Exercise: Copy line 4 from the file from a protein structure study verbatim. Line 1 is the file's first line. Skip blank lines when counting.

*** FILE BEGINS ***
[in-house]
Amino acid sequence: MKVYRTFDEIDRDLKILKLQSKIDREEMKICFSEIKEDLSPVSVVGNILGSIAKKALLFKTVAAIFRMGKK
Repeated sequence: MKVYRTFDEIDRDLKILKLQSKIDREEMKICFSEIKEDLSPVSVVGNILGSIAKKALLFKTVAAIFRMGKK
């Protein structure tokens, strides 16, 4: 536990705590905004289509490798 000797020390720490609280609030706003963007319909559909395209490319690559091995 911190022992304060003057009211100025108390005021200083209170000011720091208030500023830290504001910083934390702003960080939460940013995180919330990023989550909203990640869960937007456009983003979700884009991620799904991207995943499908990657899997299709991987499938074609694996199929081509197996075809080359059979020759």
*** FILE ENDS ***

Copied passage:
């Protein structure tokens, strides 16, 4: 536990705590905004289509490798 000797020390720490609280609030706003963007319909559909395209490319690559091995 911190022992304060003057009211100025108390005021200083209170000011720091208030500023830290504001910083934390702003960080939460940013995180919330990023989550909203990640869960937007456009983003979700884009991620799904991207995943499908990657899997299709991987499938074609694996199929081509197996075809080359059979020759």